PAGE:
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Feminism during social and political repression in Egypt: making or breaking resistance through legal activism
Lund University. Faculties of Humanities and Theology.ORCID iD: 0000-0002-9200-7888
2018 (English)In: Gender in Human Rights and Transitional Justice / [ed] John Idriss Lahai & Khanyisela Moyo, Palgrave Macmillan, 2018, Vol. S. 17-43, p. 17-43Chapter in book (Refereed)
Sustainable development
SDG 5: Achieve gender equality and empower all women and girls
Abstract [en]

Scholarly work on feminists’ use of law reveals a complex reality where social and political domains, practices, and institutions are at play. Law as an instrument for improving gender justice is also the arena where obstacles to achieving greater gender equality remain (Cornwall & Molyneux, Third World Quarterly, 27(7), 1175–1191, 2006). Feminist scholars have debated law’s role within feminist activism concerning questions of identity politics, conditioned citizenships, and the state’s role. In recent years, influential feminists have criticized the role of law in feminist projects and argued that feminists should shift focus from the identity project (Hekman, Feminist Theory, 1(3), 289–308, 2000; Lloyd, Beyond identity politics: Feminism, power & politics. SAGE, London, 2005; Zerilli, Feminism and the abyss of freedom. University of Chicago Press, Chicago, 2005) and legal activism (Brown, States of injury: Power and freedom in late modernity. Princeton University Press, Princeton, NJ, 1995; Brown & Halley, Left legalism/left critique. Duke University Press, Durham, 2002; Butler, Gender trouble: Feminism and the subversion of identity. Routledge, New York, 2006; Halley, Split decisions: How and why to take a break from feminism. Princeton University Press, Princeton, NJ, 2006) to other forms of activism outside of state institutions and the legal apparatus. Their claim is that as law is not a neutral instrument, legal activism has a cost to other projects for political change. While these ideas could be argued to be relevant only in the context of liberal democracies, theories of law, rights, and legal activism should also be applicable to the idea of human rights and human rights activism, which are pressing issues in non-democratic societies where human rights abuses are common. How, then, does this critique of feminist legal activism play out in repressive states and less-open societies where the public space is strictly regulated and controlled? Can the relationship between law and politics be asserted in the same way in all different societies or does legal activism have different outcomes depending on the political context? These questions are explored in this chapter by drawing from fieldwork and interviews with Egyptian feminist activists and their struggle for political and social change.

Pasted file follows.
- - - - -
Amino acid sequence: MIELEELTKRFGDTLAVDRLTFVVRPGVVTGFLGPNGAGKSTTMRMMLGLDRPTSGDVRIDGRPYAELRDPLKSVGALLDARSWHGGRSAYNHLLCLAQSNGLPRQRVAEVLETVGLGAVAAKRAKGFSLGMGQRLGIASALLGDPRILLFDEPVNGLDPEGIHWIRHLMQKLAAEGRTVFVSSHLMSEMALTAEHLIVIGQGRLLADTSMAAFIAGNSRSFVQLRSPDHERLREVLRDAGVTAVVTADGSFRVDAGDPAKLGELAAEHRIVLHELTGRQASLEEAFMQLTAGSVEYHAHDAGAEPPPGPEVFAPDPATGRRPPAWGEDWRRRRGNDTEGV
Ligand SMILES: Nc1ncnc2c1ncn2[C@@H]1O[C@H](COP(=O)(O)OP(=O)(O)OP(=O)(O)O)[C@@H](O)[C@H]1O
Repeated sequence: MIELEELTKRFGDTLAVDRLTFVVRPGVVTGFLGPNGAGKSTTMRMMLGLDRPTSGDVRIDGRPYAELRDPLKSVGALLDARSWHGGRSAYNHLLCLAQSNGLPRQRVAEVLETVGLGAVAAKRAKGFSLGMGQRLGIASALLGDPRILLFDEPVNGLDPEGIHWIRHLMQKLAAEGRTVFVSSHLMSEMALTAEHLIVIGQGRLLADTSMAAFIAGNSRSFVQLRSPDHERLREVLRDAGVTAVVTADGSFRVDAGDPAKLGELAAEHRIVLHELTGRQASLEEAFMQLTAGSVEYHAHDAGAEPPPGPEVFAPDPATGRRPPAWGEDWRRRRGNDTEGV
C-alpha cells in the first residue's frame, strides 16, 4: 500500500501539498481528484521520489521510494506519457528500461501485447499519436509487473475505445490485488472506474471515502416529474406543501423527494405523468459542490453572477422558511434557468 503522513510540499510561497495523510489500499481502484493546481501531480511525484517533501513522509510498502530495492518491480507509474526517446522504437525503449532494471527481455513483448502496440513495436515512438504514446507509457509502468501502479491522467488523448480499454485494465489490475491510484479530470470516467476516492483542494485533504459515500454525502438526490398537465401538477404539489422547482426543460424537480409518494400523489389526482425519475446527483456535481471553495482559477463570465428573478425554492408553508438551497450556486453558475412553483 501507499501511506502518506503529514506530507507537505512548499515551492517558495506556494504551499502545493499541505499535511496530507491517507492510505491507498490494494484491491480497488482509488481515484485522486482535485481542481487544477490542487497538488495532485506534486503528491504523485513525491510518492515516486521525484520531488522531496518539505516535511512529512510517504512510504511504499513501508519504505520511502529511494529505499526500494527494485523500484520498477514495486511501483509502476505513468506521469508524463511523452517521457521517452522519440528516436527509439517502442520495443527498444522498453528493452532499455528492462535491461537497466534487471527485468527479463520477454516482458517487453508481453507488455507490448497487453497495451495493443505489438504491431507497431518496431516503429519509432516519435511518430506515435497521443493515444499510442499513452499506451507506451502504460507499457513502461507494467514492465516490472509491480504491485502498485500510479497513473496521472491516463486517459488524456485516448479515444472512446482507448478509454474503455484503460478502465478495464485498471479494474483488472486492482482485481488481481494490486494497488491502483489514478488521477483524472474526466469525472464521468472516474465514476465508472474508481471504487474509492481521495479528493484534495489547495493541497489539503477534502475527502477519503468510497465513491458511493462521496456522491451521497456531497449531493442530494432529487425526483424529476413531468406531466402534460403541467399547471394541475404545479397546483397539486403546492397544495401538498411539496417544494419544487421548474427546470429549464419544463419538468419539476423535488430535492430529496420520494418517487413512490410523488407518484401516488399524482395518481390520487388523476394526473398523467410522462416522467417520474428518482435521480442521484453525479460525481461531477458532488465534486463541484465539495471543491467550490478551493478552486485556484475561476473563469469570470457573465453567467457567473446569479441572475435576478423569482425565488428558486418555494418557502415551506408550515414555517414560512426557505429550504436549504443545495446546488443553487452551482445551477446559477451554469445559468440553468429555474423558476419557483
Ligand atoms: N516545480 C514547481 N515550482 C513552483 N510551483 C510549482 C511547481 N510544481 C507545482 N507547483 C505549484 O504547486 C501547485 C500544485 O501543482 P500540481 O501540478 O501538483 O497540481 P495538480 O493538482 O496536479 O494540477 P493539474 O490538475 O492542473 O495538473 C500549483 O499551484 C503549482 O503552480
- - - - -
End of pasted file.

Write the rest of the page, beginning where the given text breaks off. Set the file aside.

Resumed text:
Place, publisher, year, edition, pages
Palgrave Macmillan, 2018. Vol. S. 17-43, p. 17-43
Series
Crossing Boundaries of Gender and Politics in the Global South, ISSN 2946-4854, E-ISSN 2946-4862
Keywords [en]
Political activities -- resistance -- Egypt -- 20th century -- 21st century, Judicial system -- laws, Feminism, Equality, Human Rights
National Category
Political Science Gender Studies
Research subject
Human Rights
Identifiers
URN: urn:nbn:se:ths:diva-2101DOI: 10.1007/978-3-319-54202-7_2OAI: oai:DiVA.org:ths-2101DiVA, id: diva2:1820648
Available from: 2023-12-18 Created: 2023-12-18 Last updated: 2023-12-18Bibliographically approved

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Sundkvist, Emma

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